Last April 19, I accompanied a friend to have her nails done. The salon was quite posh with curtains that could be drawn to give each client privacy. While having my own “enhancement” in a neighboring cubicle, I could clearly hear the lady doing my friend’s nails relating how she was having difficulties with her “partner” and how she was at a loss, not knowing what was right nor having the courage to do what was right.
The manicurist related how she left her abusive husband after a severe beating and eloped with this lesbian partner, abandoning her four young children in the process. Usually, in such instances, I would be silent and simply offer a prayer. Yet when it was this girl’s turn to move to my cubicle, without words or gestures from me, she somehow knew I was willing to help. A few questions, a few affirmations, and a few gentle challenges, and soon the girl was in tears. It only took a listening heart to break down her barriers. It only took a moment of inspiration and we, my friend and I, decided to “journey” with her, as we are doing now.
She (the girl), my friend, and I were “Church” at that very moment, a part of the body of Christ, responding to a call to journey together. To listen is the primary basic first step asked of the bishops by Pope Francis in our ongoing “Synod on Synodality.”
On October 10, 2021, the Holy Father, Pope Francis, launched a two-year global consultation process to end in October 2023. The process titled “Synod on Synodality” and called by Cardinal Mario Grech, head of the Vatican office for Synods, as an “ecclesial adventure,” will consist of first, the listening phase from October 2021 – April 2022 at the Diocesan level, followed by episcopal conferences, meetings and discussions among the bishops of each continent, with a meeting between September 2022 and March 2023, and culminating in a conference of bishops in Rome on October 23, 2022.
The month-long final session is hoped to echo in the halls of the Vatican the messages from the hearts of all who participated in the discernment process after which the pope will likely promulgate a set of reflections on the process, called an apostolic exhortation.
Described by Pope Francis as “a journey of spiritual discernment” this “Synod on Synodality” is quite unique in the sense that unlike in past synods, which focused on particular subjects, issues, and concerns, the “Synod on Synodality” focuses on the process itself.
The theme of the upcoming 16th Synod of Bishops is “For a Synodal Church: Communion, Participation and Mission.” It connotes walking together and listening to one another, but above all to the Holy Spirit. This synod starts with and involves all the faithful at local Churches across the world. It promises to listen to all, especially to laypeople.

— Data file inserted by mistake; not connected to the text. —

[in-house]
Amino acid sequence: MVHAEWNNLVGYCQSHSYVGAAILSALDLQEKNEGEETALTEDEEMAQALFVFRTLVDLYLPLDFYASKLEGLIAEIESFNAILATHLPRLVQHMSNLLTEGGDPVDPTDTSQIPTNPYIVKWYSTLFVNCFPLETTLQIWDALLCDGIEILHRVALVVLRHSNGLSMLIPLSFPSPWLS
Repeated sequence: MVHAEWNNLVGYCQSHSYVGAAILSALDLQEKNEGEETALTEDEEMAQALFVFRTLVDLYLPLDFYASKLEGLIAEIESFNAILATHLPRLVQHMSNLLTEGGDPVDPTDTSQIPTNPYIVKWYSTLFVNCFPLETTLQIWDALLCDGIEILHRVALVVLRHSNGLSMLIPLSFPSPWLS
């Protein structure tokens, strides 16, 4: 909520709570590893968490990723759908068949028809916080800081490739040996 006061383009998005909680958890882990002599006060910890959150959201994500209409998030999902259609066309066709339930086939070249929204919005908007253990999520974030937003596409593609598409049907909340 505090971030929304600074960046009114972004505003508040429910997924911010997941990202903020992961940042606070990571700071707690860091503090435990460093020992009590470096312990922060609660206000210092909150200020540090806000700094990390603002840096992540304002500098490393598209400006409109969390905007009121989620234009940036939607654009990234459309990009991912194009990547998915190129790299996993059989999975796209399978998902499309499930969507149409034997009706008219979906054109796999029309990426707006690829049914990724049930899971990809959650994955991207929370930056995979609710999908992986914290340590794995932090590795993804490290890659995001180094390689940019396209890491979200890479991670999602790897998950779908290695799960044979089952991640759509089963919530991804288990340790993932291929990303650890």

In my recent visit to the Diocese of Legazpi, north of Manila, I heard that the various sectors among whom were the fisherfolk, vendors, businessmen, small entrepreneurs, youth, tricycle drivers and public utility drivers were being consulted. The endeavor was to get as many faithful as possible to participate. To listen to them, to discern with them and to bring these inspirations forward.
The contribution of everyone in this process of mutual listening to the Holy Spirit is considered precious.
The weekend after my visit to the salon, I attended a small community meeting with fellow secular Carmelites and I related my experience at the salon to my companions, expressing how I was surprised at the effect of the words I did not plan on. I still could not get over my wonder at how we can be brought to strange places without any warning, I hoped they too would journey with us in prayer.
My former formator said, “Sometimes you need not seek your destination. He leads you to your mission and you become ‘the prepared for the unprepared.’”
Willingly they now too journey with us with that lady in the salon.
When we assume personal responsibility to work “in the Church” “for the Church” guided by the Holy Spirit, and journey with one who needs a companion, no matter how small the contribution, we respond to the challenge of synodality. We are present at the synod.
We hope that our miniscule presence would be part of what Pope Paul VI said when he established the Synod of Bishops on September 14, 1965, “to make ever greater use of the … assistance in providing for the good of the universal Church” and to enjoy “the consolation of their presence, the help of their wisdom and experience, the support of their counsel, and the voice of their authority.”
“May we be pilgrims in love with the Gospel and open to the surprises of the Spirit. Let us not miss out on the grace-filled opportunities born of encounter, listening, and discernment. In the joyful conviction that, even as we seek the Lord, he always comes with his love to meet us first.” (Pope Francis. Launch of the Synod on Synodalities, October 2021.)
Edita Burgos is a doctor of education and a member of the Secular Order of Discalced Carmelites. Gunmen — believed to be soldiers — abducted her son Jonas Burgos in Manila in April 2007. He is still missing.